George Swinnock (c.1627-1673) was a nonconformist divine, born at Maidstone in Kent in 1627. He was the son of George Swinnock, of Maidstone, whose father was mayor of the borough. Owing to the death of his father, George Swinnock, Jr., was brought up in the house of his uncle Robert, a zealous Puritan.
He was educated at Emmanuel College, Cambridge, from whence he removed on 7 October 1645 to Jesus College; he graduated B.A. in 1647–8, and then proceeded to Oxford to obtain preferment, entering as a commoner at Magdalen Hall. On 19 January 1648–9 he became chaplain at New College, and in the following October he was made a fellow of Balliol College by the parliamentary visitors. He was incorporated B.A. on 29 November 1650, and graduated M.A. on the next day.
In the same year he resigned his fellowship, and was appointed vicar of Rickmansworth in Hertfordshire. In 1655 he was appointed to St. Leonard’s chapel at Aston-Clinton in Buckinghamshire, and on 10 January 1661 was presented to the vicarage of Great Kimble in the same county by Richard Hampden, to whom he was then chaplain. In the following year he was ejected for nonconformity, both from St. Leonard’s and from Great Kimble, and took up his abode with the Hampden family at Great Hampden. Upon the issue of the Declaration of Indulgence in 1672 he retired to Maidstone, where he became pastor to a large congregation. He died on 10 November 1673, and was buried in the parish church. [via Wikipedia]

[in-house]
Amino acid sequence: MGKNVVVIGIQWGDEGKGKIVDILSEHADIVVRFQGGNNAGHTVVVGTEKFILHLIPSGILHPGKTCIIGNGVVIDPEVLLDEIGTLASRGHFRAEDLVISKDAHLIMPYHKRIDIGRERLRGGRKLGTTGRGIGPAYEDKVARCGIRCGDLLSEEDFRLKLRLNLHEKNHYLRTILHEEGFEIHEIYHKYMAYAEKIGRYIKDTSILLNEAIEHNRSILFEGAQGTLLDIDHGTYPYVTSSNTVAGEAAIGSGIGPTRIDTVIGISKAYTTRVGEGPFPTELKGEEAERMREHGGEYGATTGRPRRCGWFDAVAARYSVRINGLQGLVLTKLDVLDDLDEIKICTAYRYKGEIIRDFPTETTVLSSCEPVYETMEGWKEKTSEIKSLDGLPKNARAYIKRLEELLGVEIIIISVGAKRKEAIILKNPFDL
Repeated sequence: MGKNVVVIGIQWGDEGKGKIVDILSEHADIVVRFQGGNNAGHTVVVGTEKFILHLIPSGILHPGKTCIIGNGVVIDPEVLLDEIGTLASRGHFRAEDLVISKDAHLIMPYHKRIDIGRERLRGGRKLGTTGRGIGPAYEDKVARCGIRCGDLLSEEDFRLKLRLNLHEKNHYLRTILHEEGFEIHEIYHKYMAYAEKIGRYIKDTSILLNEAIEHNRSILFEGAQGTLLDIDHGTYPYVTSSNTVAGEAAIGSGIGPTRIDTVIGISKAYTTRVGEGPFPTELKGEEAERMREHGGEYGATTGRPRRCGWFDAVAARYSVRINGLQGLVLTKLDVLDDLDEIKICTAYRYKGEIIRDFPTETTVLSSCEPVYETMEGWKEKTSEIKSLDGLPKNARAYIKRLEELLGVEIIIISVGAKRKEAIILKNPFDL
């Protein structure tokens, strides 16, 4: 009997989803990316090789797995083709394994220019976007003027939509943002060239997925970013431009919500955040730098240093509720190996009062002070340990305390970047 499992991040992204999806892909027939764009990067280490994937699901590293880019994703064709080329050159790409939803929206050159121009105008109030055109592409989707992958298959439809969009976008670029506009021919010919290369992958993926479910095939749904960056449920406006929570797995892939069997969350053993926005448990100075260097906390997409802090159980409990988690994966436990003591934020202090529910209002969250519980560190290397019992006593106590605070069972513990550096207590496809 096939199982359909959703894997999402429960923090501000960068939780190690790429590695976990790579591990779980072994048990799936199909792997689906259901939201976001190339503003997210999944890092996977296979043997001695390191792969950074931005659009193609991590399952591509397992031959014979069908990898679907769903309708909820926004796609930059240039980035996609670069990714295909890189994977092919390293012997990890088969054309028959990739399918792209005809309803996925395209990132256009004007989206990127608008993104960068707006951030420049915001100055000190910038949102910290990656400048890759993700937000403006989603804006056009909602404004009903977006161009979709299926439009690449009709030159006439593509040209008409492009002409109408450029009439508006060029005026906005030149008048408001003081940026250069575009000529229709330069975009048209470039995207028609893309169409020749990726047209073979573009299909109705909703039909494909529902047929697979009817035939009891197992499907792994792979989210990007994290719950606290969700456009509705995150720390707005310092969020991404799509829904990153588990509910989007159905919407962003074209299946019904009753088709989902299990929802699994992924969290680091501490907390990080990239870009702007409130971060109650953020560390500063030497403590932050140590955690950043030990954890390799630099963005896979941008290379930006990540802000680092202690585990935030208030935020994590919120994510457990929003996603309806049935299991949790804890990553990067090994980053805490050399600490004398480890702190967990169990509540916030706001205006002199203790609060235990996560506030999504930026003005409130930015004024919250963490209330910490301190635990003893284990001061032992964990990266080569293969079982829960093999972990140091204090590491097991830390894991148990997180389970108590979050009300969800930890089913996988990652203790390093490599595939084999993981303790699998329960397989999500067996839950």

The Works of George Swinnock:
- The conclusion of A Christian Man’s Calling
- Heaven and Hell Epitomised
- A portion of The Fading of the Flesh.
- The conclusion of The Fading of the Flesh
- The Pastor’s Farewell
- The Gods are Men
- The Beauty of Magistracy
- Men are Gods
- The Incomparableness of God.
- The Door of Salvation Opened by the Key of Regeneration
- The Sinner’s Last Sentence.